TAYLOR, Wis. – Dissatisfaction with the performance of his pastures led Nathan Kling to use alternative methods to renovate for a more-productive and more-palatable crop for his organic dairy herd. He led in early September a Coulee Graziers pasture walk on his Jackson County farm to demonstrate his results.

Kling’s old pastures had a seven-variety mix that degraded to a mass of tall fescue. The cows will eat it in the spring when it’s nice and tender, and they will pick out any clovers. But the next pass through they avoid the tall fescue because the leaves are sharp and coarse. If forced to graze it they don’t produce. But he said it does make good hay that the cows enjoy.

Because he has about a mile of pasture in both directions from his barn, the cows do a lot of walking.

“(But) it doesn’t do any good to get the cows over here if they don’t produce,” Kling said as he motioned to his paddocks.

His solution was to plant a mix of sorghum-sudangrass, red clover and Italian ryegrass for grazing. He chisel-plowed, disked and added nitrogen in the form of fresh turkey manure at 2 tons to the acre. It was planted June 10 and first grazed 40 days later by his best-producing cows. The cows liked it, he said, and he thought if he was doing grass-fed milk it would work well.

He grazed his dry cows and heifers through July 25; he was doing his third round Sept. 3 when he hosted the pasture walk. He had planned to do another graze the first week of October before drilling rye or triticale. He plans to follow in the spring with reed canary, meadow fescue and clovers.

“I have a lot of pasture I want to change,” he said.

Kling’s goal is to take advantage of weather conditions and growth cycles by having cool- and warm-weather crops at their appropriate timing.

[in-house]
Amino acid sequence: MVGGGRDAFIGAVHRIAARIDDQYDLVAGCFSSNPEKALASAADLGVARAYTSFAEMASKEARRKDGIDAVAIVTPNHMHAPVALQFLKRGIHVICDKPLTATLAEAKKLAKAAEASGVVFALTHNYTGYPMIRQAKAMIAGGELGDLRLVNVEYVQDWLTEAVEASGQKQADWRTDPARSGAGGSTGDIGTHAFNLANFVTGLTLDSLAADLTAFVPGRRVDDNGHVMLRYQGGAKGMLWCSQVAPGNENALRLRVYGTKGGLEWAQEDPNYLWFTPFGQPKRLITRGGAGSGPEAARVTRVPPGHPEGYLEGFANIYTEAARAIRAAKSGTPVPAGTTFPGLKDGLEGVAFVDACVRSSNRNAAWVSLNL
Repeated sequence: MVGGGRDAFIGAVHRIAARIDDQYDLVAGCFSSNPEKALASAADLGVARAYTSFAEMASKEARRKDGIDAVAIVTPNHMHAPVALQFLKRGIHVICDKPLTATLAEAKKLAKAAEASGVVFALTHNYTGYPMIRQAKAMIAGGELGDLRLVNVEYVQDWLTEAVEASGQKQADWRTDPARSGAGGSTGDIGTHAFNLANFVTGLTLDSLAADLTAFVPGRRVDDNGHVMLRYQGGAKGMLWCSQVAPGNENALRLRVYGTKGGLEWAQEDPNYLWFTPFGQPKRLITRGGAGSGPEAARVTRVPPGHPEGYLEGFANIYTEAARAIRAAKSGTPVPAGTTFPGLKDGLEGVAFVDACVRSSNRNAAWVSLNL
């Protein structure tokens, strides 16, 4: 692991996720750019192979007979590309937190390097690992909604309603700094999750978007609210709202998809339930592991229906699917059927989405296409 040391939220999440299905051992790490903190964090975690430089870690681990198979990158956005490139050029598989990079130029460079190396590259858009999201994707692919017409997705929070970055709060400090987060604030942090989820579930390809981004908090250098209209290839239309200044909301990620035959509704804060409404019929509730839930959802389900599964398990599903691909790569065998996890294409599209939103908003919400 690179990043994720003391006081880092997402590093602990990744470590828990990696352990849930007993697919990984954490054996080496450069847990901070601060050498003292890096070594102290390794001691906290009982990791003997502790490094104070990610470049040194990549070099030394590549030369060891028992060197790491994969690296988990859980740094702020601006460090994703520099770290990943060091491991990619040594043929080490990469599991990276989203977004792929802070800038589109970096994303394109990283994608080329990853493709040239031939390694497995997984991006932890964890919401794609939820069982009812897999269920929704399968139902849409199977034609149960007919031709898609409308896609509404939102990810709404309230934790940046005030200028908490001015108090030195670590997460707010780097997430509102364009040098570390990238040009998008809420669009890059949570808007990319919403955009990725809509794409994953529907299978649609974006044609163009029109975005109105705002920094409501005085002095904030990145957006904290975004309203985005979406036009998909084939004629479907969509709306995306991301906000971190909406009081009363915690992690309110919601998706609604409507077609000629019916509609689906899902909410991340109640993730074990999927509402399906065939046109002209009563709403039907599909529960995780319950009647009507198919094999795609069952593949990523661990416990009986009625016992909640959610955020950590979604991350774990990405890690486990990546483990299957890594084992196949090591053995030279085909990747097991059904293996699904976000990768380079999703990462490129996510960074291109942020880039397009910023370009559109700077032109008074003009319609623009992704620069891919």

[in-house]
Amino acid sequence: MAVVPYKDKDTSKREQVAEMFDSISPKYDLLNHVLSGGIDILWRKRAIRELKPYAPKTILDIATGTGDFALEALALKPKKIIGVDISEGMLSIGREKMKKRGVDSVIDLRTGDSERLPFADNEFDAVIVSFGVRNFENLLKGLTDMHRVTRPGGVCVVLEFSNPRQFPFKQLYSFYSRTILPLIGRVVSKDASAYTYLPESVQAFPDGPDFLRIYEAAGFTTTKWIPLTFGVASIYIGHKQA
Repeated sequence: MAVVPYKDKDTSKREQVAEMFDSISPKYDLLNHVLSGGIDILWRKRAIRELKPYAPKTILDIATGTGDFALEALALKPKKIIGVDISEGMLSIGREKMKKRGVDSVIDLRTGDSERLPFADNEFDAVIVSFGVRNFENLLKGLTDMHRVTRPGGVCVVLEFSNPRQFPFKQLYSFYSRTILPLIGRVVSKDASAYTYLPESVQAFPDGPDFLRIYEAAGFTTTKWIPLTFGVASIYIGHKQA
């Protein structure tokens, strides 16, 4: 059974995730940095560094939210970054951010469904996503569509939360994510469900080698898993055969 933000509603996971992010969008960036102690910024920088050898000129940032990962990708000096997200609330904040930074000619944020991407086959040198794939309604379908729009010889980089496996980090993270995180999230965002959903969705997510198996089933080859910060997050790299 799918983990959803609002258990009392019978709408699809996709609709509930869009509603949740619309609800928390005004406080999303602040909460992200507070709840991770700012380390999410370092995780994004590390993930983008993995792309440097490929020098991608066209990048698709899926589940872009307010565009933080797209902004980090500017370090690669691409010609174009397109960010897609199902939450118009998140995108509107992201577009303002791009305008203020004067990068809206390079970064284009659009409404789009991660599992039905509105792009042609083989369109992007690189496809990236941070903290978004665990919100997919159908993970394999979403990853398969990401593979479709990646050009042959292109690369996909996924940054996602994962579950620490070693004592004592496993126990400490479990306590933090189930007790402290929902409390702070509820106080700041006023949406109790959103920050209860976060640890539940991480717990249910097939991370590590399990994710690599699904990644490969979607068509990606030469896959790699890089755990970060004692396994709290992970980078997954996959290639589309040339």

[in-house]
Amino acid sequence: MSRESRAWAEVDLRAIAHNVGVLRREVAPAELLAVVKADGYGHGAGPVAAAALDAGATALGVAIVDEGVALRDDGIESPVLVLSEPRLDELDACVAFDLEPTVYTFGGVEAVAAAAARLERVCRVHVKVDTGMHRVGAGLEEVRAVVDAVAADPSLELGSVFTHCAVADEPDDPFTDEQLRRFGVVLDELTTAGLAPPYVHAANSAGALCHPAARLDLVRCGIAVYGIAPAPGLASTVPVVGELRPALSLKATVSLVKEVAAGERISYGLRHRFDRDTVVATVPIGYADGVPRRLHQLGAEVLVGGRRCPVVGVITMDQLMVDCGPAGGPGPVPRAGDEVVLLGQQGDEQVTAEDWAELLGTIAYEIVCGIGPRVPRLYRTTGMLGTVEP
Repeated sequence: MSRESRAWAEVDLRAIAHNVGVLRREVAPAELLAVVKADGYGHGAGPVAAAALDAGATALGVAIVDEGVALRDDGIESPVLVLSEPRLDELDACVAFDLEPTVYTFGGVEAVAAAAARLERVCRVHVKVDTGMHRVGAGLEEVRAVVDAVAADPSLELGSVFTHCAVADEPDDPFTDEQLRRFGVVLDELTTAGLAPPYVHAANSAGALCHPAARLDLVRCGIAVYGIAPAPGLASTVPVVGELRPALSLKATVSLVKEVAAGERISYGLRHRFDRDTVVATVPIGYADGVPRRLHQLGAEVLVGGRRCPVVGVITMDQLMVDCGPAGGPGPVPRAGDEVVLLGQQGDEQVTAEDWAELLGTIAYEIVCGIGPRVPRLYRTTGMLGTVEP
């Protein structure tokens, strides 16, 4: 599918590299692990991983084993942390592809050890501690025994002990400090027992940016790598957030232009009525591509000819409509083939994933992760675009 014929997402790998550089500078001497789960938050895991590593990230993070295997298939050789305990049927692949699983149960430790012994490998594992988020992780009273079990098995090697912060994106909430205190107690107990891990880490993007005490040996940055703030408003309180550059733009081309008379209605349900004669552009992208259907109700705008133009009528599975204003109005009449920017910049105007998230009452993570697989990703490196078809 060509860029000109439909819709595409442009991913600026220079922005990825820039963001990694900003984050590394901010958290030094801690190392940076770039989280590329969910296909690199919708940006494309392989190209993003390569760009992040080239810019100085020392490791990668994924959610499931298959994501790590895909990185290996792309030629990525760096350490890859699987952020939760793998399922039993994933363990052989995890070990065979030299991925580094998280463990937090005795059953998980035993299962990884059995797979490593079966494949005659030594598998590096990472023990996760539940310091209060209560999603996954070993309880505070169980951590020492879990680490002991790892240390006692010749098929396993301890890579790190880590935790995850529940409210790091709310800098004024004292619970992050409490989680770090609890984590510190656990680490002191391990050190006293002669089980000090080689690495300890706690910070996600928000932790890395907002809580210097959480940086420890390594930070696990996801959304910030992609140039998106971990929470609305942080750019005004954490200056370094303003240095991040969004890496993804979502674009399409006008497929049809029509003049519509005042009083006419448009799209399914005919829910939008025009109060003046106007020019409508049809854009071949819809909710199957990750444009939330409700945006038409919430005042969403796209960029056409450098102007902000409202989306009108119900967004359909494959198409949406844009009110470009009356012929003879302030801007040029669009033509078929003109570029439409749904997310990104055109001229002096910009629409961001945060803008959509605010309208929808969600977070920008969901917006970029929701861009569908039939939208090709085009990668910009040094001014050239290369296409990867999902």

The fields were rutted from the cows due to wet weather early in the season, he said, and he thought he grazed it too hard.

“(But) it came back nicely,” he said.

He feeds an acre a day; when the herd is finished there is nothing left but some of the stalks. Regrowth is at a bud that sticks barely above the ground; as long as they don’t munch down to the bud it grows back.

He drilled the sorghum-sudangrass seed in at 15 pounds to the acre, which he thought was not enough. The recommendation from Albert Lea Seed House, where he purchased his seed, is 25 to 30 pounds per acre. He attributes the reduced seeding rate to problems with foxtail, and wet ground causing compaction.

At the first graze the sorghum-sudangrass was 4 to 5 feet tall. With single-strand poly wire around the paddock the cows can’t see the fence but they know it’s there. They eat the forage down to 15 inches.

“I was surprised how much they didn’t waste,” Kling said. “I thought they would knock more down. Maybe it’s because of how much I planted.”

He warns nitrates can be a problem when feeding sorghum-sudangrass if it’s thick and lush with the onset of dry weather. The plants pull up nitrogen. If they stop growing that concentrates the nitrogen.

But Steve Okonek, University of Wisconsin-Division of Extension agent, said he thought Kling’s use of turkey manure could prevent that.

Nitrates can also be a problem in the fall. Graziers should wait seven to 10 days because freezing causes the cells to explode, creating prussic acid.

“I’m happy with it so far,” Kling said. “It’s an experiment we did this year and it seems to be working. We’ll try it again next year.

LeeAnne Bulman writes about agriculture from her farm overlooking the beautiful Danuser Valley on Wisconsin’s west coast. When not writing she helps her husband on their small grain and beef farm.